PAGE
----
Category Archives: Positivity

In a world where you can be anything, be kind.

Being kind is a choice, and it says much about people
whether they choose to be cruel or to be kind. Choose to be kind.

In a world where you can be anything, be kind - the last krystallos

I was going to post a different blog today – I’ve decided to post only once a month due to writing and family commitments – but today’s subject is too important to miss, especially after the weekend’s events.

Friday brought us Valentine’s Day, an annual celebration of love, compounded by a recoupling in the evening’s episode of Love Island, the TV show offering young singles a chance to find love. Love was in the air, and both love and compassion should be in the air every day, not just Valentine’s. I mention the day and the show because the very next day Caroline Flack would take her own life. Caroline was very much weaved into the tenets of Love Island, being the former host and a romantic herself, and was described as someone who loved being in love.

Her death is complicated and none of us can know the reasoning behind her decision, and the discussion surrounding her loss is made more complex by an impending trial for domestic abuse. None of us are here to debate her wrongs or failings, we all have those, and not one of us is in a position to throw stones. But no one can fail to see the relevance of both tabloid and social media as a likely contributory factor in her loss.

happiness-and-melancholy-

© Lisa Shambrook

The weeks following her arrest offered an onslaught of media attention and endless stories in the tabloids. I heard a quote that over four hundred stories about her appeared within four weeks or so, not to mention the amount of tweets, opinions, and comment they gave life to. How could any one of us deal with kind of scrutiny and vilification? I certainly couldn’t.

I suffer from severe anxiety, depression, and a host of other issues, and not even a hundredth of what she was laid bare to would have left me okay. One single negative tweet can have me contemplating my place in this world, and I understand that, so I am careful what I say online. So, if someone like me who has attempted suicide, regularly self-harm, and live with constant anxiety can’t deal with that kind of attention, why do we think celebrities, personalities, and even royals are stronger? Celebrities have emotional and mental health conditions, they have lives as complicated as ours, they struggle, and they try to live the best they can. They have faults and flaws just like we do, but when they make a mistake they do it inside the glare of the spectator.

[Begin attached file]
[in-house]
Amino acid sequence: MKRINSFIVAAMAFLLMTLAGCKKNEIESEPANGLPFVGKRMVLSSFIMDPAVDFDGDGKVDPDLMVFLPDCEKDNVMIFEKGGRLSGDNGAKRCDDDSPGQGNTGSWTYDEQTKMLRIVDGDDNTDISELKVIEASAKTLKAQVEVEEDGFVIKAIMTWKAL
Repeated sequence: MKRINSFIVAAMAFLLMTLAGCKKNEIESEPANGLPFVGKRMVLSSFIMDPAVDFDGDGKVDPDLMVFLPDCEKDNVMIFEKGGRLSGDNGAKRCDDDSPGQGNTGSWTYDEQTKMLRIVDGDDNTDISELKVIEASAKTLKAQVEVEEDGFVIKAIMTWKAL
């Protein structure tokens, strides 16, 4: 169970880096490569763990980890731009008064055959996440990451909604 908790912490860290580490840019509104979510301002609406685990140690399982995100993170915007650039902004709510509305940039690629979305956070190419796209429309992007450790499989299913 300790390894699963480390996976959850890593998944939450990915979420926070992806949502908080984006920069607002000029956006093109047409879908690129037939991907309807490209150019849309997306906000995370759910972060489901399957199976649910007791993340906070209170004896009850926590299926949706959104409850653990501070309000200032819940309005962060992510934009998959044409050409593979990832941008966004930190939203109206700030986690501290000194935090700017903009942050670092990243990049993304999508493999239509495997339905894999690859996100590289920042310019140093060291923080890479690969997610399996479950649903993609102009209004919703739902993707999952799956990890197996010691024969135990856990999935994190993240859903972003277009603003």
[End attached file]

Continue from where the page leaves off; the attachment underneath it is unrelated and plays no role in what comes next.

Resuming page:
Mental Health Foundation - Stress - The Last Krystallos

© Lisa Shambrook

Imagine making your mistakes in the limelight and scrutiny of the public, and being tried and convicted by uninformed armchair judges.

It’s easy to sit anonymously behind a screen and damn everyone we disagree with. We’ve seen it with Brexit, Trump, Johnson, Meghan and Harry, even coronavirus, and much more, but it’s not healthy when debate is uninformed or judgemental. We’ve seen a big move to fact check information online, especially when politics is involved. How often do we check our facts before posting our opinion, or sharing that meme that’s doing the rounds? We should. We must.

And this leads to the bigger issues. Our media is very much controlled by a few select outlets: tabloids and big media personalities, and I’d currently consider government too. When our media is owned by huge corporations including the media mogul Rupert Murdoch we often only hear the things they want us to hear. Personalities, like Piers Morgan, Katie Hopkins etc, also tend to gain traction with loud and widespread controversial voices. These voices have a responsibility to be just and respectful, and not incite hate or bullying.

Both Light and Dark - J. K. Rowling - The Last Krystallos

© Lisa Shambrook

Journalism does need to report what’s happening, but what happens when those reports become judgemental, mean-spirited, bullying, and downright persecution? Both bullying and sensationalising within the media has become endemic.

We are becoming a nation, a world, enslaved to bad news. We need more good news, we need more love, more kindness, and more good things all round. We need to be careful with what we say, not because we’re walking on ice around people not to offend, but because we are good-hearted genuine people who don’t want to hurt those around us.

Life is hard and we often have no idea what truly goes on in the lives of our friends let alone people outside of our circles. We’re all fighting battles no one can see.

Kind words are easy to speak - Mother Theresa - The Last Krystallos

© Lisa Shambrook

It’s important we are there for each other, and that spreads further than just our own back yard. If we interact globally, our circles widen and our influence grows.  We need to reassess our ethics and priorities. Our words can either harm or comfort, it’s up to us which we choose. We can help others reach their potential, help them to succeed, and support those who need it. We can work together, and kindness and compassion are paramount to achieving that.

Kindness is a base response, it’s automatic, it’s a default we should all have.

Gottman, a german researcher who worked with couples at The Gottman Institute, declared that: Contempt is the number one factor that tears couples apart, and Kindness, on the other hand, glues couples together.

Let’s take contempt, hate, dislike, animosity, disrespect, all those things that contribute to bullying, away and replace them with kindness, love, compassion, empathy, validity and everything that will cement a community together in this wild, difficult, uncertain thing called life and become a stronger more supportive society.

Kindness has a beautiful way of reaching down... unknown

© Lisa Shambrook

Kindness isn’t hard, it’s a natural setting that all children have until prejudices and differences become apparent. Let’s reclaim it in our social media environment and in our personal lives until it becomes our default.

Kindness is more than deeds. It is an attitude, an expression, a look, a touch.